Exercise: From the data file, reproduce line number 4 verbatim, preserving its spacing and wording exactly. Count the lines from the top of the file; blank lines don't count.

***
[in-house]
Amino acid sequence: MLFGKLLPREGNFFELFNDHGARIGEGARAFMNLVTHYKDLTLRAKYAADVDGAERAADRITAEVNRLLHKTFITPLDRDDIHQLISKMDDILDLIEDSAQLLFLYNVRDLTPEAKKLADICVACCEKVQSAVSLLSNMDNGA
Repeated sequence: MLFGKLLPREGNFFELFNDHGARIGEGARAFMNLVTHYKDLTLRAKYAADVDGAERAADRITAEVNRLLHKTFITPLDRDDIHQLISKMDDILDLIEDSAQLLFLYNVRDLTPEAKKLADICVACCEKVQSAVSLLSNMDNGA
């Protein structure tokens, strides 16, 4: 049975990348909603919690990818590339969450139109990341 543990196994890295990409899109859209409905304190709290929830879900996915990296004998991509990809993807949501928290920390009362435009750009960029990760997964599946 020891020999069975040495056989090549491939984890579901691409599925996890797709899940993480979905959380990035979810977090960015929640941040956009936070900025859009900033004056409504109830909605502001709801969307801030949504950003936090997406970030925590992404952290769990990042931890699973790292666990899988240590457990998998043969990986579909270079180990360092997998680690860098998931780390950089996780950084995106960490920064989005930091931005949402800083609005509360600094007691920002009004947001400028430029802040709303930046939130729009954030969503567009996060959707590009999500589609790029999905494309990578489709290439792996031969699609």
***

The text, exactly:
């Protein structure tokens, strides 16, 4: 049975990348909603919690990818590339969450139109990341 543990196994890295990409899109859209409905304190709290929830879900996915990296004998991509990809993807949501928290920390009362435009750009960029990760997964599946 020891020999069975040495056989090549491939984890579901691409599925996890797709899940993480979905959380990035979810977090960015929640941040956009936070900025859009900033004056409504109830909605502001709801969307801030949504950003936090997406970030925590992404952290769990990042931890699973790292666990899988240590457990998998043969990986579909270079180990360092997998680690860098998931780390950089996780950084995106960490920064989005930091931005949402800083609005509360600094007691920002009004947001400028430029802040709303930046939130729009954030969503567009996060959707590009999500589609790029999905494309990578489709290439792996031969699609």